Advertiser Disclosure

How Long Will a High Balance Hurt My Credit Score?

A credit score penalty for high credit utilization disappears once a new, lower balance is reported.
Sept. 24, 2018
Credit Score, Personal Finance
At NerdWallet, we adhere to strict standards of editorial integrity to help you make decisions with confidence. Many or all of the products featured here are from our partners. Here’s how we make money.

Your credit utilization ratio — the amount of credit you use as compared to your credit card limits —  is a big factor that influences your credit score. So carrying a high balance on your credit cards monthly can hurt your score.

But once you’ve paid it off and your credit report updates, it won’t continue to affect your score.

Know where your credit stands

Get your credit score, weekly. We'll help you monitor your credit and track your progress.

Although carrying a high balance on a credit card for a short period of time doesn’t do long-term damage, it’s still important to keep your credit utilization ratio low.

» MORETips for lowering your credit utilization

Experts advise keeping your usage below 30% — both on individual cards and across all your cards.

In the widely used FICO scoring model, your credit utilization accounts for about one-third of your overall score, while its competitor, VantageScore calls it “highly influential.”

How credit scores are calculated

Every month, the balance on your credit cards is reported to each of the three major credit bureaus — Experian, Equifax and TransUnion — by your issuers. This data then lands on your credit reports. When a new credit card balance report comes in, it replaces the information from the previous month.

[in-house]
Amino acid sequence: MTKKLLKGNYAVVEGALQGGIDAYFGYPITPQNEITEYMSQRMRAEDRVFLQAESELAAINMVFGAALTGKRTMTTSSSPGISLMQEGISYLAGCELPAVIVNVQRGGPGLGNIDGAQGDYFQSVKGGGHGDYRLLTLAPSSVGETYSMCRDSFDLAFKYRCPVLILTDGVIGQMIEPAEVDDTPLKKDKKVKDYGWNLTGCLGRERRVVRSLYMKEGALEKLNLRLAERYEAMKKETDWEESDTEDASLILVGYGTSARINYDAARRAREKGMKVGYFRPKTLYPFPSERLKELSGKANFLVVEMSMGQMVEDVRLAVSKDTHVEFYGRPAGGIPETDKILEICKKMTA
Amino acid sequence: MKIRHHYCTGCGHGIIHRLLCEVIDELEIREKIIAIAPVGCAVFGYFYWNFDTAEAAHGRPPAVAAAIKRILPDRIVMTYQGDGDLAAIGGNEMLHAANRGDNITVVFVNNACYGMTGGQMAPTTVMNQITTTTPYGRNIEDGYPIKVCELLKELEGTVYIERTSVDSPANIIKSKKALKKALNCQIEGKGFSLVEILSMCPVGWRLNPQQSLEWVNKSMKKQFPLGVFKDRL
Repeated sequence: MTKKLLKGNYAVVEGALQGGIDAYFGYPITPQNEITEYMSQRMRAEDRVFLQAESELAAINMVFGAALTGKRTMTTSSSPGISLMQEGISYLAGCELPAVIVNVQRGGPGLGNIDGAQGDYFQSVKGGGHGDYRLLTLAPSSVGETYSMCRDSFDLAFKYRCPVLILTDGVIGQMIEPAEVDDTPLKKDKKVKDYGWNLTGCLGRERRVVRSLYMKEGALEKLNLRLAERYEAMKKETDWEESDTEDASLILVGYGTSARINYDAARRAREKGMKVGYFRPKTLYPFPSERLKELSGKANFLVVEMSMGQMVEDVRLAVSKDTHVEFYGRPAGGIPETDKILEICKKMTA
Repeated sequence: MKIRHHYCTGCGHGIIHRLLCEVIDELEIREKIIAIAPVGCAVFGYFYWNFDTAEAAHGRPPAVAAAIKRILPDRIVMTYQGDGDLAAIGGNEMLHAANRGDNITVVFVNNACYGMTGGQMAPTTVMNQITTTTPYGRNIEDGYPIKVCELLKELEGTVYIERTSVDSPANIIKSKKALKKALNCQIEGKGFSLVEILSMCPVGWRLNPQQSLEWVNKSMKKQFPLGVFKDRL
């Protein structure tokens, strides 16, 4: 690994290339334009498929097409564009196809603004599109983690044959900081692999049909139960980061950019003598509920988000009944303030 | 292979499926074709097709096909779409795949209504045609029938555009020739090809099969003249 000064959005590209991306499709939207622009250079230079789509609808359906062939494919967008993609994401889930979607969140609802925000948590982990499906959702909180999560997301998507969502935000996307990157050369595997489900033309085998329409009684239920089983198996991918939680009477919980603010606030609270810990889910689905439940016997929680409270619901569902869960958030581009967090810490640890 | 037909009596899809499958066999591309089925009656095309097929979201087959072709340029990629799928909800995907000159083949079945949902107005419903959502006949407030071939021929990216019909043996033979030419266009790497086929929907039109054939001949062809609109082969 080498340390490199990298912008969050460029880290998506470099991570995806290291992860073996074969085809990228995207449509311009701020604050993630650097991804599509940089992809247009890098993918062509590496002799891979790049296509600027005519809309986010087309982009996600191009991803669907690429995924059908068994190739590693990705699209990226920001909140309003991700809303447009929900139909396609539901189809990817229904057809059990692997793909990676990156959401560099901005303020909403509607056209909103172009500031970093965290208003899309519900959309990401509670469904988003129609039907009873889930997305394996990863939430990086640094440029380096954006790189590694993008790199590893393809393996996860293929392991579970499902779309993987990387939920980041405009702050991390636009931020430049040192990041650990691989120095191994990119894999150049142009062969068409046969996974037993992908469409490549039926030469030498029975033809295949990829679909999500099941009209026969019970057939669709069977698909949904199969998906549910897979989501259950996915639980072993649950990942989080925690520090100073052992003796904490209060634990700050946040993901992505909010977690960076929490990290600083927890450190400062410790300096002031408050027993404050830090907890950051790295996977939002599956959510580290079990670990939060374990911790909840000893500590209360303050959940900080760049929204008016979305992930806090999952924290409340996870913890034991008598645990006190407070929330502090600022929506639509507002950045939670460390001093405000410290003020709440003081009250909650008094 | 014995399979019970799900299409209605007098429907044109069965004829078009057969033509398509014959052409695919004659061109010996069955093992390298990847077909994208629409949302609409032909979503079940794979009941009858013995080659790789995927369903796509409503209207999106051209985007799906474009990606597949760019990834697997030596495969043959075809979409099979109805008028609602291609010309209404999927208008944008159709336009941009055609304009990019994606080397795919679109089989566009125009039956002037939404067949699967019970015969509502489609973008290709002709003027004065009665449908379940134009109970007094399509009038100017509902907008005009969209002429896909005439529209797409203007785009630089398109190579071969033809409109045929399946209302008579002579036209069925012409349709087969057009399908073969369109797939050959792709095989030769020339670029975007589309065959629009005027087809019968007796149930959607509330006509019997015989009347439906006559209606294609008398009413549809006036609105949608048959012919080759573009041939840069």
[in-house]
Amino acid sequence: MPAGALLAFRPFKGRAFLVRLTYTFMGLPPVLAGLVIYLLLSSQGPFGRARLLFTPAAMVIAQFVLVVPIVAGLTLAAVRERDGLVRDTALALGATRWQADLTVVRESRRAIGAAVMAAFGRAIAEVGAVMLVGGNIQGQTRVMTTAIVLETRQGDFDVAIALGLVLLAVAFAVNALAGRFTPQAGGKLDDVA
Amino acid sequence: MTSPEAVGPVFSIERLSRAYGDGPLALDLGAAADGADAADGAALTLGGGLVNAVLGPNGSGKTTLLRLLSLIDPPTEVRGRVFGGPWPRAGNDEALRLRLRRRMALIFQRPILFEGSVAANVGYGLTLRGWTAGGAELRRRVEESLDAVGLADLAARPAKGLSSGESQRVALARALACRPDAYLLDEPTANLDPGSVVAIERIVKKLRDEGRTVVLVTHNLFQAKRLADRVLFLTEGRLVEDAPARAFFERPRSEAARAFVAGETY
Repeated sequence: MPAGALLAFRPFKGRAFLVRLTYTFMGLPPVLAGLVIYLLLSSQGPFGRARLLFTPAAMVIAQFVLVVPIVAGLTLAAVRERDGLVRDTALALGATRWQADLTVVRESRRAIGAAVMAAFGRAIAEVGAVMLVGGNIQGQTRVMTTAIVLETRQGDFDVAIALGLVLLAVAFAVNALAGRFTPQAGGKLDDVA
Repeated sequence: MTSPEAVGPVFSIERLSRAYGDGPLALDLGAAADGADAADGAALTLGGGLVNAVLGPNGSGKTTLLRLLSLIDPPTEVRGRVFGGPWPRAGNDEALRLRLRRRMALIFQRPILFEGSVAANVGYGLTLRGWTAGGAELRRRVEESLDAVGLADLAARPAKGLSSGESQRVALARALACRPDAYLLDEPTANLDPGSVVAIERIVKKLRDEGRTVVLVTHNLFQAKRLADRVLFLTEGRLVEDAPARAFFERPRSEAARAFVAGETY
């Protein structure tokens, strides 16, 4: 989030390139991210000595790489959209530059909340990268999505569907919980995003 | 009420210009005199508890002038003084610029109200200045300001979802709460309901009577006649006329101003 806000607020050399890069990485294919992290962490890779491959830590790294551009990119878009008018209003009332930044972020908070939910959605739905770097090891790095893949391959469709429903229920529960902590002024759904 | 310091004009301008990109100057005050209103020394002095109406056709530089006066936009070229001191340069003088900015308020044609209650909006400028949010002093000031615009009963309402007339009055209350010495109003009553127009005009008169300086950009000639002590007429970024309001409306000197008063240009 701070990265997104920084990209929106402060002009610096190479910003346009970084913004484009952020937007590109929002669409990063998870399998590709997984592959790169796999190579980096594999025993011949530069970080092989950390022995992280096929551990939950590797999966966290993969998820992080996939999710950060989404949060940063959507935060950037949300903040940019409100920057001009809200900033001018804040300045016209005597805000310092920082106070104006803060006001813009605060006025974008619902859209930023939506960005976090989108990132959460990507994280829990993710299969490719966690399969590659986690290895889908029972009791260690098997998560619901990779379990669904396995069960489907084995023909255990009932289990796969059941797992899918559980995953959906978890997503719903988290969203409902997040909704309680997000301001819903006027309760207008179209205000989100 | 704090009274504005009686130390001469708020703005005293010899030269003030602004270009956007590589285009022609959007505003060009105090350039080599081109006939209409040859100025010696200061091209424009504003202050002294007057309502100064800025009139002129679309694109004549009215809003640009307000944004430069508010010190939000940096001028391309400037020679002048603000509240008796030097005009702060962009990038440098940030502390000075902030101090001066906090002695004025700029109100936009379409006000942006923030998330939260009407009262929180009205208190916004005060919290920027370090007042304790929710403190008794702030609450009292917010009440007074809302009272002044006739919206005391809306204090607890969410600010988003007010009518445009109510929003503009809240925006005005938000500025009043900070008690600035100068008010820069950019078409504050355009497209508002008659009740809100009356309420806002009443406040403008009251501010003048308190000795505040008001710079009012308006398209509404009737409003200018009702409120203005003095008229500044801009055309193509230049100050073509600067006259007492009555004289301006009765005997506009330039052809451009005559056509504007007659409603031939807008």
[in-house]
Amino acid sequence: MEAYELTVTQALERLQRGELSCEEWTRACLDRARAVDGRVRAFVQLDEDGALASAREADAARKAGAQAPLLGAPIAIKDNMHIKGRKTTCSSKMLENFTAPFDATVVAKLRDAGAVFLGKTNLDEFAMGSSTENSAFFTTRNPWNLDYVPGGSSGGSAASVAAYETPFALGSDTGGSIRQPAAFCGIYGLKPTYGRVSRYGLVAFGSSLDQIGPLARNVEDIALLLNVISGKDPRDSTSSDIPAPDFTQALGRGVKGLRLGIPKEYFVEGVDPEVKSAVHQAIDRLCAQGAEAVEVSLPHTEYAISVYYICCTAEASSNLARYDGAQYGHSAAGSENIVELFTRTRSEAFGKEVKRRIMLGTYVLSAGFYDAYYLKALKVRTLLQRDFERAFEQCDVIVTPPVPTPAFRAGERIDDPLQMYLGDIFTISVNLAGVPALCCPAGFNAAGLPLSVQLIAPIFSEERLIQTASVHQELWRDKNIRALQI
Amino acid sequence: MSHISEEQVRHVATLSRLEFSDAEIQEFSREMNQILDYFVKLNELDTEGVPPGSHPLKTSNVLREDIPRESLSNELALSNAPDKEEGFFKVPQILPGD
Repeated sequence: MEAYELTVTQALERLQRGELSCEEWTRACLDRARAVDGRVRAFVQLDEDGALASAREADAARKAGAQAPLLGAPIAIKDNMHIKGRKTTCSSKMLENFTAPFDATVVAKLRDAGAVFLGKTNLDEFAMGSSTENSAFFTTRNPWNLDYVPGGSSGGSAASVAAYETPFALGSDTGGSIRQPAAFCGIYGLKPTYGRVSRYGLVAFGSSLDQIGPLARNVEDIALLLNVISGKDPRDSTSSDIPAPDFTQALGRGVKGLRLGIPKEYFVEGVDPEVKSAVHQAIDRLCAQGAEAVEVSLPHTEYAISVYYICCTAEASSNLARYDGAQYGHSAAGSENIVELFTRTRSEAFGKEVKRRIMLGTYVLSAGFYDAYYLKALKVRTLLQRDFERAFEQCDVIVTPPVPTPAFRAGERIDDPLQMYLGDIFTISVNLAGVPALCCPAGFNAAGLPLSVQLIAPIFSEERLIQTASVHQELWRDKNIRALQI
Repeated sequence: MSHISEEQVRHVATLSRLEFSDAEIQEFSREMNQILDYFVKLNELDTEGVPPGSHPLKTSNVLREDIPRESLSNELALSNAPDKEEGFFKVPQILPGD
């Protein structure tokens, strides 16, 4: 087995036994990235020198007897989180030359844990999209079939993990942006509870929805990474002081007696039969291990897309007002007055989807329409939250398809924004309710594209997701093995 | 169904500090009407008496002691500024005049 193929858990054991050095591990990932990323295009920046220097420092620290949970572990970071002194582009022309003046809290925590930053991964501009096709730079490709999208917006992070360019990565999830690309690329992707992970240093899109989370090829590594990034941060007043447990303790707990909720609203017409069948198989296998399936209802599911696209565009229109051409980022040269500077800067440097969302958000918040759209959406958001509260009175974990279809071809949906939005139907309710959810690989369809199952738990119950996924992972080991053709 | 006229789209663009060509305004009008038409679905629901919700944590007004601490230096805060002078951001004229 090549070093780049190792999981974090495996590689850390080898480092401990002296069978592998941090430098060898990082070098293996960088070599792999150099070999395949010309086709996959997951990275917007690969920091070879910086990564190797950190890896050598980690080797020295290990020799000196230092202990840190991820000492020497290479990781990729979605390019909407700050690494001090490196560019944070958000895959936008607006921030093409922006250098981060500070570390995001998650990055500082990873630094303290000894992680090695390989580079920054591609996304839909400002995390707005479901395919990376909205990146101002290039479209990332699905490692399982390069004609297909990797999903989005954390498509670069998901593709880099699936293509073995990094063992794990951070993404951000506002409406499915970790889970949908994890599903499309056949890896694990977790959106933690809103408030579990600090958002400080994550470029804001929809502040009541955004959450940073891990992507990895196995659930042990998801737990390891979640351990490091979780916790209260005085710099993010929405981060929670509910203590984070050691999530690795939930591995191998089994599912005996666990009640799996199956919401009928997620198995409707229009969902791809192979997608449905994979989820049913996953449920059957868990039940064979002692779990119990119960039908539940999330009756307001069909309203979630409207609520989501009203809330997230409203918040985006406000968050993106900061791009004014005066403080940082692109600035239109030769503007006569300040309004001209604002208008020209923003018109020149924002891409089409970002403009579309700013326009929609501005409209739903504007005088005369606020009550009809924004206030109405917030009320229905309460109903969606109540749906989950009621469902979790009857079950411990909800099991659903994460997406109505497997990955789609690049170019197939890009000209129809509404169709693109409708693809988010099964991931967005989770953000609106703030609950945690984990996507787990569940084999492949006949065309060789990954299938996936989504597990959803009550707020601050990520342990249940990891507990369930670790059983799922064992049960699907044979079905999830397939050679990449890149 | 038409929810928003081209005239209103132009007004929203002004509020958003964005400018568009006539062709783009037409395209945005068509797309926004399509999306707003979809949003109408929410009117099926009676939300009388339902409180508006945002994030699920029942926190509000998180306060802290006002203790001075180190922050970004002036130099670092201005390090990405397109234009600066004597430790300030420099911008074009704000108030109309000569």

When a new credit card balance report comes in, it replaces the information from the previous month.

This is how the changing information on your credit report can make your credit score fluctuate: Let’s say you have a credit card with a limit of $5,000. In one month you charge a new washer and dryer ($1,200) and have to pay for car repairs ($800). If you charged nothing else on that card, you’d have a balance of $2,000 on a limit of $5,000 — that’s a credit utilization of 40%, higher than experts recommend.

Now let’s say you have an emergency fund, and you pay that bill off at the end of the month and use your card normally the next month, charging about $500. Your credit utilization will drop to 10% ($500 against a $5,000 limit), well under the recommended maximum.

Scores are calculated only on an as-requested basis. Let’s say your card issuer reported data after you made the big charges but before you paid them off. You could see a big drop in your score. But if your score was calculated after the big bills were paid off, your score wouldn’t suffer.

So a high credit utilization ratio one month doesn’t necessarily spell disaster for your score in the long run.